Another dramatic touchdown in the same game is the subject of the Arnold Friberg oil painting, O.J. Simpson Breaks for Daylight. Simpson also won the Walter Camp Award in 1967 and was a two-time consensus All-American.[14] He ran in the USC sprint relay quartet that broke the world record at the NCAA track championships in Provo, Utah in June 1967.[15]
In 1968, he rushed for 1,709 yards and 22 touchdowns, earning the Heisman Trophy, the Maxwell Award, and the Walter Camp Award that year. He still holds the record for the Heisman's largest margin of victory, defeating the runner-up by 1,750 points. In the 1969 Rose Bowl where #2 USC faced #1 Ohio State, Simpson ran for 171 yards, including an 80-yard touchdown run in a 16-27 loss to top ranked Ohio State.

Orenthal James Simpson (born July 9, 1947 in San Francisco, California), publicly known by the initials O.J., and nicknamed The Juice, was a Hall of Fame college and professional football player and film actor. Although considered to be one of the greatest running backs of all time, Simpson is most recently known for being charged with the murder of his ex-wife Nicole Brown Simpson and her friend Ronald Goldman in 1994. He was acquitted in criminal court in 1995 after a lengthy, highly publicized trial (often called the Trial of the Century). Subsequently, Simpson was found liable for their deaths in civil court in 1997.

While attending Galileo High School in San Francisco, Simpson played for the school's football team, the Galileo Lions.

After originally playing in Junior College at the City College of San Francisco, his talent landed him at the University of Southern California (USC) and won him the Heisman Trophy, Maxwell Award, the nickname "The Juice", induction into the College Football Hall of Fame and the distinction of being the first player selected in the 1969 professional football draft after winning the Heisman Trophy.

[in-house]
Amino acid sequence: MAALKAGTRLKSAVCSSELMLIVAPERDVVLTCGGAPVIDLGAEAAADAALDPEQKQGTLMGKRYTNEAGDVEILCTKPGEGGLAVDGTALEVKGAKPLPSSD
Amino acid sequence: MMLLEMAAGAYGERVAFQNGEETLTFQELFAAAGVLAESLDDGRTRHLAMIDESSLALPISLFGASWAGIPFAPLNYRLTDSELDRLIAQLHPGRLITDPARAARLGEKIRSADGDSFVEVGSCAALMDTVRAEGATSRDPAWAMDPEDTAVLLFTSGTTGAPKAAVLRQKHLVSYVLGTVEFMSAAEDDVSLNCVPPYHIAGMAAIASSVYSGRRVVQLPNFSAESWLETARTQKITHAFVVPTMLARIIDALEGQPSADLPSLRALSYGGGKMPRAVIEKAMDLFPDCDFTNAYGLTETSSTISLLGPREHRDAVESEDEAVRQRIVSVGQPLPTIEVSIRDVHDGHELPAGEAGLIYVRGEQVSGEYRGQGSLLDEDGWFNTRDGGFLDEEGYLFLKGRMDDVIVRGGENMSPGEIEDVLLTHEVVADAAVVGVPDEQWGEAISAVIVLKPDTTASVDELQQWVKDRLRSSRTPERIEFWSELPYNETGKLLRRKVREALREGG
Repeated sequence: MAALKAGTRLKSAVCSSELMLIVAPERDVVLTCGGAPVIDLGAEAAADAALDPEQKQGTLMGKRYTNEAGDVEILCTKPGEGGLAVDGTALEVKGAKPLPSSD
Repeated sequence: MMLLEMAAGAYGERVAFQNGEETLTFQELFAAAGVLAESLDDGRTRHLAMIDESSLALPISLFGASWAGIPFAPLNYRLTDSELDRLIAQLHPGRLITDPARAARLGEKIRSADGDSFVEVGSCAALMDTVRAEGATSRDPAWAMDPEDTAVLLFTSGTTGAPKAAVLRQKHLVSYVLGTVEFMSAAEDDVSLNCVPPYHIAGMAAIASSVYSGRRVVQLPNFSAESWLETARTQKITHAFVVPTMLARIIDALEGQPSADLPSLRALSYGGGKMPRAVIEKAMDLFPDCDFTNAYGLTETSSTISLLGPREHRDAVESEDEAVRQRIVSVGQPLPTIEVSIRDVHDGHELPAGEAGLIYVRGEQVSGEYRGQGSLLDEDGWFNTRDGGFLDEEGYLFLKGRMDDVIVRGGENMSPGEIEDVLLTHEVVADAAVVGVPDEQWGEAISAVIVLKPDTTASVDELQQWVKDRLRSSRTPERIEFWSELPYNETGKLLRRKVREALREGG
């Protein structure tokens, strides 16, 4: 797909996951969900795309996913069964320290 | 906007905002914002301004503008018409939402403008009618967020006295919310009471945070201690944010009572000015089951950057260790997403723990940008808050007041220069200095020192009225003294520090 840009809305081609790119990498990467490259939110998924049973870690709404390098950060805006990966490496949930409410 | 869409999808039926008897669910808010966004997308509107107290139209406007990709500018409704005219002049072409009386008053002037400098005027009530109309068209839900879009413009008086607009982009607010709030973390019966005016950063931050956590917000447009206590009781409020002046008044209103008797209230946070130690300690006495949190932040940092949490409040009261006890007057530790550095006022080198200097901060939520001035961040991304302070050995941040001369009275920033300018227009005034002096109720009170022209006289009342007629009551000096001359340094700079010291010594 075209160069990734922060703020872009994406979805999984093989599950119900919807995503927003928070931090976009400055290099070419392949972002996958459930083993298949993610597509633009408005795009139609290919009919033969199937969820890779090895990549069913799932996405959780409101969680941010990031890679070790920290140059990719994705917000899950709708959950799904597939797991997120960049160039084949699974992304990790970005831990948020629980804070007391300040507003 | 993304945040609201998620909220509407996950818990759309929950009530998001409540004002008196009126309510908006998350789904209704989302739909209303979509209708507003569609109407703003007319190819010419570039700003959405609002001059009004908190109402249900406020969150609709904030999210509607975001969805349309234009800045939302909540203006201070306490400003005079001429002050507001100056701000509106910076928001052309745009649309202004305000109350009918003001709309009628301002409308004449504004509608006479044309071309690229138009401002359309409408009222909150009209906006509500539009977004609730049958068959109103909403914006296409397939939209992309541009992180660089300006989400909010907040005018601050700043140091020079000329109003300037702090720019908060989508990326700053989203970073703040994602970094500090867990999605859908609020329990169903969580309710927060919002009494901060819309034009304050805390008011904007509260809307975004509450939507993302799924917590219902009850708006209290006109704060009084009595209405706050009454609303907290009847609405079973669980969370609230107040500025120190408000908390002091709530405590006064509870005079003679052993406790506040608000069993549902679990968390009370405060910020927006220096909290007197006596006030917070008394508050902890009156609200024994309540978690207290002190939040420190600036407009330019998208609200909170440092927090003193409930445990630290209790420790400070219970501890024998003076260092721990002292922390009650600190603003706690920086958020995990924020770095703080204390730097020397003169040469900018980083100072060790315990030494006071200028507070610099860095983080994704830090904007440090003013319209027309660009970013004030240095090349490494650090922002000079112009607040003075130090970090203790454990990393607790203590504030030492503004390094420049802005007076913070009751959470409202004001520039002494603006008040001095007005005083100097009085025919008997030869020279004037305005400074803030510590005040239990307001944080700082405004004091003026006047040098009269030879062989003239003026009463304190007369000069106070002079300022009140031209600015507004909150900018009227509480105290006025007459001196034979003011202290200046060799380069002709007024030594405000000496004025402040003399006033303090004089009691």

Simpson was selected by the American Football League's Buffalo Bills, who held the first selection in the draft after finishing 1-12-1 in 1968 — the worst record in professional football. Early in his NFL career, Simpson struggled on the poor Buffalo teams averaging only 622 yards per season. He first rushed for 1,000 yards in 1972. In 1973 Simpson ran for a then-record 2,003 yards, becoming the first player ever to eclipse the 2,000 yard mark, and was voted the league's Most Valuable Player. Although his 2,003 yard season has subsequently been eclipsed by four running backs, only Barry Sanders managed to match Simpson by rushing for 2,000 or more yards in 14 games (Weeks 3-16 of the 1997 season; including Weeks 1 & 2, Sanders rushed for 2,053 yards. Eric Dickerson holds the 16-game season and overall records with 2,105 yards rushing in 1984).

Simpson's yards per game average was ten yards higher than that of the closest competitor. "The Juice" powered one of the league's top rushing offenses, and ran behind the famed "Electric Company" offensive line. His 1973 performance earned him the Hickok Belt as top professional athlete of the year. Over his career, Simpson ran for an NFL record 6 200-yard games, three of which occurred in 1973. He also had back-to-back 200 yard performances in both 1973 and 1976.

Simpson went on to earn All-Pro honors five times. He finished his 11-year career in 1979 with 11,236 rushing yards, 203 receptions for 2,142 receiving yards, and 75 touchdowns(61 rushing and 14 receiving). After being traded to the San Francisco 49ers in 1978, Simpson retired from the NFL the following year, and on January 23, 1985 became the first Heisman Trophy winner elected to the Pro Football Hall of Fame. He is a member of the Bills' Wall of Fame.